Let me explain why this murky raft creates such a perfectly clear soup. As the raft comes together and rises, it cleans up the stock by trapping all the impurities in it. Once the stock has come to a boil and the raft has risen to the surface, the soup should already be perfectly clear. The consommé is then gently simmered as long as it takes to intensify the flavor. Longer cooking intensifies and deepens the flavor. Sometimes, the entire clarification procedure is repeated in which case the consommé becomes a double or triple consommé and is then accordingly more intensely flavored.
When the stock is cooked long enough, it must be strained. This is particularly tricky as the consommé must be gently ladled from the pot without disturbing the raft any more than is necessary. The ladled consommé must be strained through a strainer lined with a coffee filter or clean cloth napkin. This will ensure that the consommé is perfectly clear. If there is fat floating on top of the consommé, it must be removed (easily done by chilling the consommé and simply removing the solid fat from the top). Consommé can be garnished with a wide array of solid ingredients (garnishes) just prior to serving.
THE OTHER CLEAR SOUPS: The other main division of clear soups is the broth-like soups. These soups are less codified than consommés. They come in an endless variety. These soups are generally made using a clear and flavorful stock as the base (remember that slow simmering and frequent skimming will ensure a clear stock). Often, certain ingredients, like vegetables or meats are cooked gently in a small amount of fat (butter, oil, rendered bacon, etc.) until they begin to soften. This initial cooking improves the flavor of the finished soup. The stock is then added and the whole is brought to a simmer and cooked until the vegetables have released their flavor and have softened considerably. The finished soup can be garnished with chopped herbs, diced tomato, etc.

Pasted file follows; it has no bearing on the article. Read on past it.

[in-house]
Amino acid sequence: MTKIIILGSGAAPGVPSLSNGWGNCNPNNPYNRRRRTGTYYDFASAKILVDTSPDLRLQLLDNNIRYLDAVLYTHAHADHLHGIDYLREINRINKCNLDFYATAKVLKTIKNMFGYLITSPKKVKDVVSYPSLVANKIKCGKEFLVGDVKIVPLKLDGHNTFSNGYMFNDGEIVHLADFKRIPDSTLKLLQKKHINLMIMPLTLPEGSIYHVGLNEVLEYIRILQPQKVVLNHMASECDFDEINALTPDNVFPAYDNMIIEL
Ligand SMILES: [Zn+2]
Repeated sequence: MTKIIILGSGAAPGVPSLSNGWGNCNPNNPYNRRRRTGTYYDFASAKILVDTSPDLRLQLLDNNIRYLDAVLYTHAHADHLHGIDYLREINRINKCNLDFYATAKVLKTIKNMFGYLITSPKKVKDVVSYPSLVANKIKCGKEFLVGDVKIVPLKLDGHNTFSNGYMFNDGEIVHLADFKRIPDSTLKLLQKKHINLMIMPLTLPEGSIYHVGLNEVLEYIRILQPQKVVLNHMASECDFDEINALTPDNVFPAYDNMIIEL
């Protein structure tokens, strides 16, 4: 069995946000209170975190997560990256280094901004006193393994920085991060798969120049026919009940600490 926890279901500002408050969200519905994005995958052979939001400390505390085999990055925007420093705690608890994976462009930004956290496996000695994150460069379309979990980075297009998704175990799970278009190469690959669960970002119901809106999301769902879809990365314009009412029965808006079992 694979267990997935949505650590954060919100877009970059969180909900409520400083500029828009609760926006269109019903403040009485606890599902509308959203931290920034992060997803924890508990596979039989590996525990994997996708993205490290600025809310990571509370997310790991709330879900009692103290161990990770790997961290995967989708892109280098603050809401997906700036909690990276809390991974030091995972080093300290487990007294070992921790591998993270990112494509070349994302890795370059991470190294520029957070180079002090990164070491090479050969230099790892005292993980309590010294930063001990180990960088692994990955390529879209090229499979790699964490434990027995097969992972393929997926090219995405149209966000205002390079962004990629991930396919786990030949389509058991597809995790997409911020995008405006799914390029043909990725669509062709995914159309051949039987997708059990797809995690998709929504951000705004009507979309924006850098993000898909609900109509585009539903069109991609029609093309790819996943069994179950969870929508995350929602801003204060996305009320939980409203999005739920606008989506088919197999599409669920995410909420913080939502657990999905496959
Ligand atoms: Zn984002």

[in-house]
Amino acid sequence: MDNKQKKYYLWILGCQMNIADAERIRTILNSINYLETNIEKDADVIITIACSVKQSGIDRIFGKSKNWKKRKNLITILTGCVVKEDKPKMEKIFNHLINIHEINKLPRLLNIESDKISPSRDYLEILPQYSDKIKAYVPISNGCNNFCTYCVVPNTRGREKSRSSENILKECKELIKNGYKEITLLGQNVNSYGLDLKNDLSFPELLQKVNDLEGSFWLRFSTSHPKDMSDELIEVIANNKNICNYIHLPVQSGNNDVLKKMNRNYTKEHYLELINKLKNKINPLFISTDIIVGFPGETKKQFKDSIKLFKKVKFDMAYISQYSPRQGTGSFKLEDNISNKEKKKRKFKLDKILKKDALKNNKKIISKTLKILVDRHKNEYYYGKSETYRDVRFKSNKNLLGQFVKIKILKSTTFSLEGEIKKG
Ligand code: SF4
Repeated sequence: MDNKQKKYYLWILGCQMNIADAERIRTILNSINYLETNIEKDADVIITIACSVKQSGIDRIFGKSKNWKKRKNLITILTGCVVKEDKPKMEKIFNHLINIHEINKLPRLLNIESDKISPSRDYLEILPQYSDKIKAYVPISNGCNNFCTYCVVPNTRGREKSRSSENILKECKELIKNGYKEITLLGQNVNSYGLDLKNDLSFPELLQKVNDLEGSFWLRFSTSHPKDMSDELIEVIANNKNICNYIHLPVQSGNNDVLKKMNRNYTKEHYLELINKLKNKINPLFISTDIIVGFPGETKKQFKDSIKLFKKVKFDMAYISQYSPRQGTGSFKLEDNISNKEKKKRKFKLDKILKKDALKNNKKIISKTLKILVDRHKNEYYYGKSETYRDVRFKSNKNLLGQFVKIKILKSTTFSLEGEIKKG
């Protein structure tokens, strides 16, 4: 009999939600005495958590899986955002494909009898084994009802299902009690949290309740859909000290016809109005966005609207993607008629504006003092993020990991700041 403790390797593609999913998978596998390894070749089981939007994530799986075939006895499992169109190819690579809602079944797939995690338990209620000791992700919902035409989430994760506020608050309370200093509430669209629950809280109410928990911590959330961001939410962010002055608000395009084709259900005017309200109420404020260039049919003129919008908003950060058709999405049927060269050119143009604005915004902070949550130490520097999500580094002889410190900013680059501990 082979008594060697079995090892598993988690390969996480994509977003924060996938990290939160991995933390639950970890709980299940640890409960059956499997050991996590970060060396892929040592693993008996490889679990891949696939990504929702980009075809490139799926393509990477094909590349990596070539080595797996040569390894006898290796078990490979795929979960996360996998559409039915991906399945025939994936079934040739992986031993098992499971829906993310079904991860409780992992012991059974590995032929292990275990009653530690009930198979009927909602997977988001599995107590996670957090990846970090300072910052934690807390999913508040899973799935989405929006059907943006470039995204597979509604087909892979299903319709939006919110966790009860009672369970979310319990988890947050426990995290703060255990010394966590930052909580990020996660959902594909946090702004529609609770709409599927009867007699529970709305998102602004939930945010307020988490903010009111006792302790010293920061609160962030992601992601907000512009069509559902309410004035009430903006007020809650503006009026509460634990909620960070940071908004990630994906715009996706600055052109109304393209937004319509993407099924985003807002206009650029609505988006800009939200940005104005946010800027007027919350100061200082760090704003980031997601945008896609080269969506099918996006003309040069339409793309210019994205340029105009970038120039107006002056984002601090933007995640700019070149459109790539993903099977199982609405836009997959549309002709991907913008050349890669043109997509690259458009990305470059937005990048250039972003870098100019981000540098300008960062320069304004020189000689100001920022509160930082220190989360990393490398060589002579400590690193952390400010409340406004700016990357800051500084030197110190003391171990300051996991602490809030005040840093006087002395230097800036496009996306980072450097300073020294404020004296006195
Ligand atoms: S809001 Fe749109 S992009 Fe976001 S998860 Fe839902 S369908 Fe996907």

Having just explained this technique, I would like to add that there are plenty of exceptions to this model. Often these clear soups are the result of tradition or regional cuisines. Sometimes they are not made with stock as in the case of the original French Onion Soup, or the stock is made at the same time as the rest of the soup--the way most chicken vegetable soups are made. What sets these soups apart from consommé is the broth soup's less extravagant preparation as well as also having less depth of flavor and clarity in the finished soup.
That's all for today's class. In our next class session, we will explore thick soups.
SOUPE CULTIVATEUR serves 4
1 1/2 qt chicken stock 3 strips bacon, cut into this pieces 2 T olive oil 1 C diced peeled carrot 1 C diced peeled turnip 1 C diced well washed leek (do not use the dark green) 1 C diced peeled potato 1 branch fresh thyme (or 1 t. dried leaf) 1 bay leaf 2 T. chopped parsley 8 slices French Bread lightly toasted in oven 1/4 c. grated Gruyere or Swiss cheese
Over moderate heat, cook bacon and all vegetables except potato in oil until soft. Add stock, thyme, and bay leaf. Bring to a boil, add potato, and simmer until potato is tender. Remove thyme and bay leaf. Taste for seasoning. Add parsley. Serve toasted bread and grated cheese on the side.